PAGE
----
Between these events, Earth’s crust deforms, produces smaller earthquakes along local faults and even slips over subducted oceanic plates below locked zones. The latter phenomenon gives rise to poorly understood, semi-periodic “slow-slip earthquakes” that occur over several days and are usually not felt. Detecting the planet’s underwater creaks and groans is best accomplished using ocean-bottom seismometers and pressure gauges. A diverse team of scientists, engineers, ship’s crew and support staff are charged with deploying, recovering and making sense of the data. Ships from four institutions, five types of instruments from three institutions, and remotely operated vehicles (ROVs) support this effort.
 
The CCatSea students also support this effort. For example, they assist with cruise tasks such as running conductivity-temperature-depth profiles at seismometer sites, helping deploy and recover instruments, and, as members of “Team Bubbles,” mapping methane seep activity using hydrophones.
 
In July 2011, Eric Head of Mt. Hood Community College in Portland and Michelle Richter of Umpqua Community College near Roseburg went to sea on the R/V Wecoma, operated by Oregon State University out of Newport, Ore. The task was to deploy an array of ocean-bottom seismometers, designed and built by Lamont-Doherty Earth Observatory scientists and engineers whom we accompanied on the cruise.
 
Similar to the Scripps seismometers we recovered on the R/V New Horizon, the Lamont ocean-bottom seismometers are designed to operate in relatively shallow water (depths as shallow as 75 meters) and to resist snagging on fishing trawl nets. At the end of its planned four-year duration, which started in 2011, the Cascadia Initiative leadership team (CIET) will have overseen the deployment of a mixed array of 71 instruments intended to monitor first the northern half of Cascadia and then the southern half. Instruments deployed one summer spend the next year on the ocean floor, logging seismic signals. The following summer, these instruments are recovered along with their data; then they are refurbished and deployed again elsewhere during late summer cruises.
 

Spotlight on Research Cruises 

During the exciting seven-day cruise in 2012 on the New Horizon, Erik and Erika grew to appreciate the team effort needed to deploy electronic equipment underwater as the cruise progressed. They saw firsthand how everyone worked together.
 
Captain Ian Lawrence or Mates Rene Buck or Jack Purdy piloted the New Horizon to a site. There, marine engineer Martin Rapa — who had designed the bright yellow Teflon-coated Scripps Abalone seismometers — or engineers Paul Georgief and Ray Klein communicated with the ocean-bottom seismometers on the seafloor via acoustic signals, giving them commands such as “wake up.”
 
Aboard the ship, the tension rose palpably during every recovery, as we all listened closely for the chirps sent back by the instrument in response. The number of these chirps would tell us whether the instrument was still alive, if it had awakened as instructed, and if it had dropped its ballast and was ascending to the surface.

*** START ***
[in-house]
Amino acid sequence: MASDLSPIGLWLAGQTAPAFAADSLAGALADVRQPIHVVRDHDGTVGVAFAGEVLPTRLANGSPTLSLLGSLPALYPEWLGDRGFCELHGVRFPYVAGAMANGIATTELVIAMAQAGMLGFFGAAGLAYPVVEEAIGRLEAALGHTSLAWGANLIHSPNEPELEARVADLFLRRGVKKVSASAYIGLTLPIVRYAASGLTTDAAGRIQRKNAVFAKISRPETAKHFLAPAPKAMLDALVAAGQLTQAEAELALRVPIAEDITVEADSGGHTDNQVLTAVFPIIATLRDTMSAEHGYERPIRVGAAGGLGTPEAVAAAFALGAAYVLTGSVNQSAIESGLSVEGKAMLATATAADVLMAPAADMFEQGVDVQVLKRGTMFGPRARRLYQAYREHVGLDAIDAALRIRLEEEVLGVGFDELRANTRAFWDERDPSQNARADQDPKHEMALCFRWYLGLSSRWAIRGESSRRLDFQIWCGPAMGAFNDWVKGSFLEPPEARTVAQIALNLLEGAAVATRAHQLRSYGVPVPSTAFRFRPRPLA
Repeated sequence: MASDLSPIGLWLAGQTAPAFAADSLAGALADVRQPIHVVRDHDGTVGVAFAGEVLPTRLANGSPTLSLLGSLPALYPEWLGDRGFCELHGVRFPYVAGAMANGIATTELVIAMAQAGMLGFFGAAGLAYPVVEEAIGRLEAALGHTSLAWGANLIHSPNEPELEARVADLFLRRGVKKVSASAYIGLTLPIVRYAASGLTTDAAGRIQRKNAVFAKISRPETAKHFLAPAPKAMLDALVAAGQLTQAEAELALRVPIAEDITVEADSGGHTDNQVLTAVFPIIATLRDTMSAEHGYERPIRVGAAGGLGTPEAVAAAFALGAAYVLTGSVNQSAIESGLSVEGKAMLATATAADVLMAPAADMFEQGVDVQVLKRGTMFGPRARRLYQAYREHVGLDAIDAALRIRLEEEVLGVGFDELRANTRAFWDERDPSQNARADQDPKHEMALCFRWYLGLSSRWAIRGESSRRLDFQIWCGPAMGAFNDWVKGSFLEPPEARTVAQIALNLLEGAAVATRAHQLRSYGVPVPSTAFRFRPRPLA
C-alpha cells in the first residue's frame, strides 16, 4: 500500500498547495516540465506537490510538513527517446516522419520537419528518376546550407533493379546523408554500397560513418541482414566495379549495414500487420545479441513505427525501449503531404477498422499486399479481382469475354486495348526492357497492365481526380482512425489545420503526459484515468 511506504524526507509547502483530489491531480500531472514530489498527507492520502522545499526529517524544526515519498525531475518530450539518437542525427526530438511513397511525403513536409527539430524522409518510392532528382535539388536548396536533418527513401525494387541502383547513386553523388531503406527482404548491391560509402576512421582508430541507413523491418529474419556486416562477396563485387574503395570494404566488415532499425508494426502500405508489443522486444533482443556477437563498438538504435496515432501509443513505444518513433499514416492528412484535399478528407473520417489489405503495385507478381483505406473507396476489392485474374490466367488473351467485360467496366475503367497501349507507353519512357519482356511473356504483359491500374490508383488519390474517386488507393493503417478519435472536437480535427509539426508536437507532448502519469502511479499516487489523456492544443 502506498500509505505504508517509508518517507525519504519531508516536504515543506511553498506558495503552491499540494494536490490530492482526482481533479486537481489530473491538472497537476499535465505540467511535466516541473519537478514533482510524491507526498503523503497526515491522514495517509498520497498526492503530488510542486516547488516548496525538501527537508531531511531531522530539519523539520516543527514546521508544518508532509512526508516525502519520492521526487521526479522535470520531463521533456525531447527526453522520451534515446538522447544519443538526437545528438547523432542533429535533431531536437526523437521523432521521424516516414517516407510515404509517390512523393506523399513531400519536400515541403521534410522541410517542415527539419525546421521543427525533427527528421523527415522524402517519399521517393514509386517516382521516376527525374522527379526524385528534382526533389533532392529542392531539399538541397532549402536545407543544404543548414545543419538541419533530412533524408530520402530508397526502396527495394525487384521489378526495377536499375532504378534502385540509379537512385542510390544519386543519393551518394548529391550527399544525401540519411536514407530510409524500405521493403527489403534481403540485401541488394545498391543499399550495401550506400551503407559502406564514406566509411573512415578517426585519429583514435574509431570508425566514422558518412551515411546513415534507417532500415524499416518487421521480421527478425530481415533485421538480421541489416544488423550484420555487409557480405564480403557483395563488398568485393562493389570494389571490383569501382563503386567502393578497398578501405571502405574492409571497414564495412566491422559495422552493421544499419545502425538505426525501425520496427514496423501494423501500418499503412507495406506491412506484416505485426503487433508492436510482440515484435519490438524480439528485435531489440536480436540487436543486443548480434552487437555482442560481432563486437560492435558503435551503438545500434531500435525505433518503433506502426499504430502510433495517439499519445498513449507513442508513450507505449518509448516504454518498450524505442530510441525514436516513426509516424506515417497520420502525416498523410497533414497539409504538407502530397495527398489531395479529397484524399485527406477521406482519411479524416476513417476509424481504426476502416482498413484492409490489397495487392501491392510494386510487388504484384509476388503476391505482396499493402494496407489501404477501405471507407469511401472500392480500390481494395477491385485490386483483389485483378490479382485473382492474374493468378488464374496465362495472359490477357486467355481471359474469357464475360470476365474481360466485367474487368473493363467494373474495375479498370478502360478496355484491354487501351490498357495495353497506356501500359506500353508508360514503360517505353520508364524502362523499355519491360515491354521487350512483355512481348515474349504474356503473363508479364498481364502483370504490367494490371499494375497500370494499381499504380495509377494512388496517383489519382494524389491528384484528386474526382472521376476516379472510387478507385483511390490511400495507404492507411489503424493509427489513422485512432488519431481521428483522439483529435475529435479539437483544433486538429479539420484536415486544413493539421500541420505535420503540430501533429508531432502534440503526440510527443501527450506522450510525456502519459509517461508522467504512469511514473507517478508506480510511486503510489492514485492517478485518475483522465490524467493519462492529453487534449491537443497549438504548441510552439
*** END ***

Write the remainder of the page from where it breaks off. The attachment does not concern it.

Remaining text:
Back on the bridge, the captain or a mate, sometimes with help from an assistant boatswain, monitored the radio direction finder for signals from the device. The recovery crew, led by NOAA cruise veteran and marine tech Matt Fowler and Scripps marine tech Josh Manger, pulled on rain gear, boots and safety gear before going out on deck, using the Nautilus crane to winch the seismometer onto the deck. The data from the instrument were downloaded to computers once on board. Chief scientist Bob Dziak then made the important decisions as to where to go next.
 
It took several weeks for the data to be processed, including correcting for clock drift, determining the final orientation of the three components of the seismometer after deployment, and removing extraneous signals from, say, an octopus that decided the yellow Scripps Abalone made a fine shelter.
 
One message that Erik and Erika took back to their home community colleges is that science — marine geoscience in this instance — is an enterprise requiring many hands, pairs of eyes and skill sets. The image of the lone scientist with a white lab coat and crazy hair just doesn’t fit.
 
This summer, CCatSea-ers, who live on the University of Oregon campus for the summer while preparing for and finishing up after their cruises, will accompany scientists and crew on the Woods Hole Oceanographic Institution’s R/V Atlantis, equipped to use the ROV Jason to connect lines and recover Lamont ocean-bottom seismometers off Cape Mendocino, Calif.
 
And, like the UCORE and previous CCatSea participants before them, when the students return from their research cruises, they will produce educational and outreach videos telling stories about Cascadia science, and they will be supported at their home institutions as they help spread the word about geoscience and other STEM careers.
 

Catalyzing Interest in Science Careers

Through the UCORE and CCatSea programs, 134 community college students have gained valuable experience in physical science research. They have also demonstrated that community college students can make solid contributions to research.